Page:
Column: Teach your children well

Rationing poster printed by the U.S. Government Printing Office during World War II. | Image courtesy of Northwestern University Library

This column is inspired by a 1970 song by Crosby, Stills, Nash and Young for parents to “teach your children well.”

I’ve been thinking about that song often as I’ve wondered how my relatives who were stuck at home during World War II dealt with restrictions similar to what we’re encountering with COVID-19.

They tried to tell me, but I’ve forgotten so much.

That regret prompts this column to inspire you to open up with your younger family members about the hardships you now are encountering just in case they later encounter something similar in their adult lives.

My relatives during WW II faced severe restrictions.

My mom was without her husband, Phillips Brooks, who was serving in the Army Air Corps.

World War II veterans, their families and military representatives of the countries that participated in the D-Day invasion hold a wreath laying ceremony at the World War II Memorial on the National Mall on the 75th anniversary of Operation Overlord, June 06, 2019 in Washington, DC. | Chip Somodevilla/Getty Images

Although living with her parents, Jean Brooks dealt with homeland restrictions and shortages.

My wife’s aunt was without her husband, Uncle Joe Nolte, who served with Gen. George Patton during WW II.

As a result, like my mom, Aunt Mary Nolte faced various wartime hardships, maybe similar to what we’re facing with COVID-19.

I so dearly wish I knew more about how they coped with that period and had talked with them in more detail about their experiences.

I also wish I knew more about how my relatives helped friends and neighbors during that awful time.

Japanese friends of my grandparents were transported to an internment camp, Manzanar, in a California desert.

Manzanar National Historic Site | Susan J. Demas

My grandma maintained operation of their California nursery to prevent it from being sold off as happened with so many Japanese business owners.

After their freedom at the end of the war, the Japanese family gave my grandma five natural pearls I still possess and treasure to this day.

I deeply wish I could return those pearls to the family or, at least, talk about their histories. But I don’t remember their names nor even the name of the nursery my grandma preserved for their return.

Aunt Mary and my mom tried to tell us about these stories from the WW II era.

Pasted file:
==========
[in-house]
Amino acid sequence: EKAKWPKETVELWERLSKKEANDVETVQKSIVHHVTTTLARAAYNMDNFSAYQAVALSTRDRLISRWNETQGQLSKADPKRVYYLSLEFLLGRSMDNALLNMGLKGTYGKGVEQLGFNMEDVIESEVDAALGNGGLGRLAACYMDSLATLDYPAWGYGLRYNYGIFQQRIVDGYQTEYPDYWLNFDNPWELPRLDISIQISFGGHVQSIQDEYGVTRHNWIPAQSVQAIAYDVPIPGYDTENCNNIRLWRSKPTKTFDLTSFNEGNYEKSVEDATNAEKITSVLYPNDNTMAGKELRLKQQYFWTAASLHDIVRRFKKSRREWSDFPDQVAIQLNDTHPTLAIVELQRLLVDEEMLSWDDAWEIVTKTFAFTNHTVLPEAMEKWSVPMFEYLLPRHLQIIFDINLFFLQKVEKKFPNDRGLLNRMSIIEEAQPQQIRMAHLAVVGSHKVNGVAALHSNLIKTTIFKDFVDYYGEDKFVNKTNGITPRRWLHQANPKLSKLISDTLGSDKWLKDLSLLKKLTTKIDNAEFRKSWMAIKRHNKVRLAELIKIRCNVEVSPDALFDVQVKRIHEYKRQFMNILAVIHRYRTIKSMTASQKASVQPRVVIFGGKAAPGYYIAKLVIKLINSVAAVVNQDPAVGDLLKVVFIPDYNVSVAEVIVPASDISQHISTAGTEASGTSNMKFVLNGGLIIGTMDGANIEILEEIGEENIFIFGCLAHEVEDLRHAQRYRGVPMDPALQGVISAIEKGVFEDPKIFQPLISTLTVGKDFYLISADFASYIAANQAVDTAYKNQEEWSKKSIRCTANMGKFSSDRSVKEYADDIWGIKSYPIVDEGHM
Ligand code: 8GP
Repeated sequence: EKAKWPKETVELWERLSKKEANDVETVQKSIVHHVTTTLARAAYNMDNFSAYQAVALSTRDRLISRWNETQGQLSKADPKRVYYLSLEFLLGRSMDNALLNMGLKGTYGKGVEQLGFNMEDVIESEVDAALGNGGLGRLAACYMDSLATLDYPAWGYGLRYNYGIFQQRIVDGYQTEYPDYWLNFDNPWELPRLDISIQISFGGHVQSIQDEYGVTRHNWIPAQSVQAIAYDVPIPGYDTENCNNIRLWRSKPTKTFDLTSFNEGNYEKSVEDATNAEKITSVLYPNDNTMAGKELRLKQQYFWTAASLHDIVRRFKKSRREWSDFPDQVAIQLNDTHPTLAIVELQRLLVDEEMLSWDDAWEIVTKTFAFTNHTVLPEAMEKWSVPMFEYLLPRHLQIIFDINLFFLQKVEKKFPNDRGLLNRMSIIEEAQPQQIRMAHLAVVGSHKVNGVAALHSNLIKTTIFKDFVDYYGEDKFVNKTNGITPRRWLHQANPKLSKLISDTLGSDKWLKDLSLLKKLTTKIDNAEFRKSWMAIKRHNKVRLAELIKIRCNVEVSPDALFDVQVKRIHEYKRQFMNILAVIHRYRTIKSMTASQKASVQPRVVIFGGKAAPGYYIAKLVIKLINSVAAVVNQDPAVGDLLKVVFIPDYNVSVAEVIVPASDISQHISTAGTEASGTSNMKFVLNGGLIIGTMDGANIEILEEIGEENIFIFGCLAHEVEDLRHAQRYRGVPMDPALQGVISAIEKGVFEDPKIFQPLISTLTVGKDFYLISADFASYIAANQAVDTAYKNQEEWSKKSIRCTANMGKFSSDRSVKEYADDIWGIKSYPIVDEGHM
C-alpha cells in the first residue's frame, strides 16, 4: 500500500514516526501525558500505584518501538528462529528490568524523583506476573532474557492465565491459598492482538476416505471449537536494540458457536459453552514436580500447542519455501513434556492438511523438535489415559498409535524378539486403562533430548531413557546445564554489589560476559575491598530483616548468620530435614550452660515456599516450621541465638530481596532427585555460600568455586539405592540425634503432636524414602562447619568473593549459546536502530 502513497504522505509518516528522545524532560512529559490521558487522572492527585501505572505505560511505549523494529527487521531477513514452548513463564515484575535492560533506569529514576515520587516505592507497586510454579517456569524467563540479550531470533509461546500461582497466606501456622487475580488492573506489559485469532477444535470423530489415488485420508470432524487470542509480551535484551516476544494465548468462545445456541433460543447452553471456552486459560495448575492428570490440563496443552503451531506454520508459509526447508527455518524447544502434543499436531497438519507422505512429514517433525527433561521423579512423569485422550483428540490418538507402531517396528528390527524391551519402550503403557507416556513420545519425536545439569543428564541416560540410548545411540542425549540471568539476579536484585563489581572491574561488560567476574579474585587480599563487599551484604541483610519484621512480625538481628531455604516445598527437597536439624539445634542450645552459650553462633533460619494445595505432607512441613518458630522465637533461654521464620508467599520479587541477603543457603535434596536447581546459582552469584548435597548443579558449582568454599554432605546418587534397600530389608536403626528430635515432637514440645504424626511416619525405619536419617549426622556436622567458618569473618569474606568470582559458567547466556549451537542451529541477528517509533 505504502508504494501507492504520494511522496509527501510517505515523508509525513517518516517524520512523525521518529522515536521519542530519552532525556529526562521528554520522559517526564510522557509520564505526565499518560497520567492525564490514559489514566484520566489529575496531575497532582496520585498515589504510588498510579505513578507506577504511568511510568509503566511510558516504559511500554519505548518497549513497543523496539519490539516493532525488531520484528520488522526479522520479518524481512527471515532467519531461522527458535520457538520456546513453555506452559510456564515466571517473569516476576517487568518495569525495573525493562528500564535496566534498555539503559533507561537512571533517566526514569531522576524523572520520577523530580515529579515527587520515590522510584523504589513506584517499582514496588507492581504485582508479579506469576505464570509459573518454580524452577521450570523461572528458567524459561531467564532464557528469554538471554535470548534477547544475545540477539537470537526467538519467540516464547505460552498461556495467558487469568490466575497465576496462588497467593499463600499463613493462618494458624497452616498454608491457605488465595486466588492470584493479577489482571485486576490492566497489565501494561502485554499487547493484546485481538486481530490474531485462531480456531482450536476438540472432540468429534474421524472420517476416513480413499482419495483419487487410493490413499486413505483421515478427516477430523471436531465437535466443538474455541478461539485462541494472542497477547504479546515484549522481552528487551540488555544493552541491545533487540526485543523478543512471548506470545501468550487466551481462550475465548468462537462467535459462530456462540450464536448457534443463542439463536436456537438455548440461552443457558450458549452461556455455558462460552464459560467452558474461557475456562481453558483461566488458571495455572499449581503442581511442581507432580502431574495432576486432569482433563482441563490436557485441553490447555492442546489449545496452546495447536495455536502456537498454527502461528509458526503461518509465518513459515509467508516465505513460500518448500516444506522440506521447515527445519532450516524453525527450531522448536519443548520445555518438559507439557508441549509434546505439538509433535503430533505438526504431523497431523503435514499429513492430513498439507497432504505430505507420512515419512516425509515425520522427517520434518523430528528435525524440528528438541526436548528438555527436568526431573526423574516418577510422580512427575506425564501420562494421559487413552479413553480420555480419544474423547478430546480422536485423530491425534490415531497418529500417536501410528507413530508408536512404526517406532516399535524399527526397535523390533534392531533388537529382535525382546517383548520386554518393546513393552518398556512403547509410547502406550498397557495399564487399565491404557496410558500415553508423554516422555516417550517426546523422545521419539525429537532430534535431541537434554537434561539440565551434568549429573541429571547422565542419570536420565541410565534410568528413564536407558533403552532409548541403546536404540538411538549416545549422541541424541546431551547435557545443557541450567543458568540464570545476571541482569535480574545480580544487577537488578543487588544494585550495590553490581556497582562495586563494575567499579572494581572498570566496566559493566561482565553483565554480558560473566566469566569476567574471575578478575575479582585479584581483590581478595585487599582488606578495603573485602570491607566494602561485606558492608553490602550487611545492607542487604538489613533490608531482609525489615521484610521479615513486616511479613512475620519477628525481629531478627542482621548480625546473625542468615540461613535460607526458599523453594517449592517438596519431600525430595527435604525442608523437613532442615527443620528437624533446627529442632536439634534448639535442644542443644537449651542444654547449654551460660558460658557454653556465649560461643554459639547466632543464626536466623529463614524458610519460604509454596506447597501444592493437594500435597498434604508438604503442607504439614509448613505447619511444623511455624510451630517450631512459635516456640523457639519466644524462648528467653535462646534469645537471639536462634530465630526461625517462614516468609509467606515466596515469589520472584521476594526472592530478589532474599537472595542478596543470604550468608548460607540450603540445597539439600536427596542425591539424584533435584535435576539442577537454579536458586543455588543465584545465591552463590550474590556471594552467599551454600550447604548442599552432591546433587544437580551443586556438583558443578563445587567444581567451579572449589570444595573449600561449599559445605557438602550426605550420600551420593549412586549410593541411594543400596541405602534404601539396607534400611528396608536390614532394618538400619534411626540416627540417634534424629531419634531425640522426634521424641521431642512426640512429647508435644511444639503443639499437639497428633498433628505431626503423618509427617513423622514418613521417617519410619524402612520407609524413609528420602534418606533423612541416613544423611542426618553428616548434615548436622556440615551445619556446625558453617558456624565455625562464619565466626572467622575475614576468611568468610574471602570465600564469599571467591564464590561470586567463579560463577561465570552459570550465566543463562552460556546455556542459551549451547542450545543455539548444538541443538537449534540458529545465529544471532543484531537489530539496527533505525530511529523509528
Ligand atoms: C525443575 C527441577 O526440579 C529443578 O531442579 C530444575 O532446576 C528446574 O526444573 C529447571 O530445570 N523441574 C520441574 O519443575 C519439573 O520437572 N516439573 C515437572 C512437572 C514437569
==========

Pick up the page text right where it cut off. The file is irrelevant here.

But I confess I did not listen as closely as I should have, nor did I take notes like I now regularly do as a reporter.

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That failure of my youth leads me to suggest that in addition to teaching “your children well,” you might want to urge them to take notes.

That would provide a record of your memories of this historic period for your future generations.

I’m sure there are other families with similar stories from their periods of family separations and isolation such as the wars in Vietnam and the Middle East.

There is another part of the Crosby, Stills, Nash and Young song that urges the new generation to be more open with you about their own uncertainties and struggles.

“You of younger years can’t know the fears that your elders grew by. And so help them with your youth…teach your parents well.”

Whether in person or virtually, encourage your younger relatives to teach you about how they are dealing with this awful COVID-19 era and the problems it is causing.

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It might encourage a conversation that helps you gain a better understanding of what they are going through. And that might provide an opportunity to discuss the historical context for what they are facing both today and whatever arises in the future.

So, as a holiday message, I encourage you “teach your children well” to help them deal with the stressful period they’re facing now and be better prepared for the future.

And teach them to take notes.

Beyond that, maybe provide a written description of your earlier years and this current era as a holiday present for your children.

Those notes and a multi-generational discussion this holiday season about family history could be a positive outcome from this horrid COVID-19 era.

This column first ran in the Advance’s sister outlet, the Missouri Independent, which is part of States Newsroom, a network of news outlets supported by grants and a coalition of donors as a 501c(3) public charity. Missouri Independent maintains editorial independence. Contact Editor Jason Hancock for questions: [email protected] Follow Missouri Independent on Facebook and Twitter.